I would also like to thank my number one supports, my mother and father, Pia and Jimmy, and my brother Lars, for everything from day one.

I give a huge shout-out to my staff. I could not have survived without then. With all the things that have come out of my office, everything that I am so proud of, I know that I could not have done this without them. I am so grateful for them.

Of course, ultimately, from the bottom of my heart, I thank Inuit and Nunavummiut who believe in me and support me. The encouraging messages have meant more than people will know. I would like to thank Pauktuutit for always standing up for Inuit women and girls like me and for speaking truth to power, even when it is inconvenient.

I will always fight for the human rights of indigenous peoples in Nunavut and across the country. I believe that we are living through a shift in this country and Canadians are starting to wake up to the reality. I am looking forward to a time when people like me can belong here, a time when we can be here. I hope another young person, Inuk person, woman or all three will follow in my footsteps and continue pushing this institution to support indigenous peoples in Canada.

I have shown the nation and the world that impossible is possible, that hope can grow where it is purposely put out and that if we work together and use our voices we can influence real change. I will always believe politics can look, feel and be different. It can, it has and it has started. We will keep it going, and we all must ensure that it does.

Canada Elections Act June 14th, 2021

moved for leave to introduce Bill C-309, An Act to amend the Canada Elections Act (Indigenous languages).

Madam Speaker. Today, I am introducing my bill to get indigenous languages on the ballot. Indigenous languages, democracy and reducing barriers to voting are all important to all members of the House, and I look forward to everyone's support in this initiative.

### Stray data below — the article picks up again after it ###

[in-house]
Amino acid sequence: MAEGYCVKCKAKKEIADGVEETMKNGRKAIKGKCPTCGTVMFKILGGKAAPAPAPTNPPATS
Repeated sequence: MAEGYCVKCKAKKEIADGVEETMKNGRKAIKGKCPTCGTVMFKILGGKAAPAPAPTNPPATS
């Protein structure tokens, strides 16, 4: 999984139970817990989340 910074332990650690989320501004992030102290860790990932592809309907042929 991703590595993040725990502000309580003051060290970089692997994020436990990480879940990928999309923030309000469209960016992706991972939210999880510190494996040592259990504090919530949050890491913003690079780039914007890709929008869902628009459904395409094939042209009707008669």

During colonization, the languages of these lands were replaced by settler languages. Indigenous peoples in Canada have always faced barriers in participation in politics. In the last election, voter turnout for indigenous peoples living on reserves was 51.8%. In Nunavut, which is almost entirely indigenous, voter turnout was under 50%, well below the Canadian average of 76% voter turnout.

The federal government's report in PROC recognized that indigenous peoples, especially elders, would face significant barriers to voting in a COVID election. How can it be that in Nunavut, where 46% of voters' first language is Inuktitut or Inuinnaqtun, ballots are only in English and French. Imagine if the voters in Quebec or Alberta could not vote in English or French. This is the situation that many constituents in Nunavut face every federal election.

It is profoundly important to us, the indigenous peoples of these lands, to have what we deserve. We need to seize this COVID election as an opportunity to put our indigenous languages where they belong: on Elections Canada ballots beside English and French. This bill asks the federal government to put reconciliation on the ballot. Recognizing the rights of indigenous peoples to vote in their languages is one small step in the right direction.

I am urging the federal government and all members of the House to come together and ensure that we use every available opportunity to immediately right this wrong in the spirit of true reconciliation. My name may not be on the ballot in this upcoming election, but I want indigenous languages to be.

(Motions deemed adopted, bill read the first time and printed)

Indigenous Affairs June 7th, 2021

Mr. Speaker, the Prime Minister, the head of Canada, likes to use buzzwords like “reconciliation” to look good on the world stage without actually fulfilling basic human rights on Canadian soil. The Government of Canada destroyed records on residential schools, erasing vital information. The Catholic church holds the remaining records on these institutions.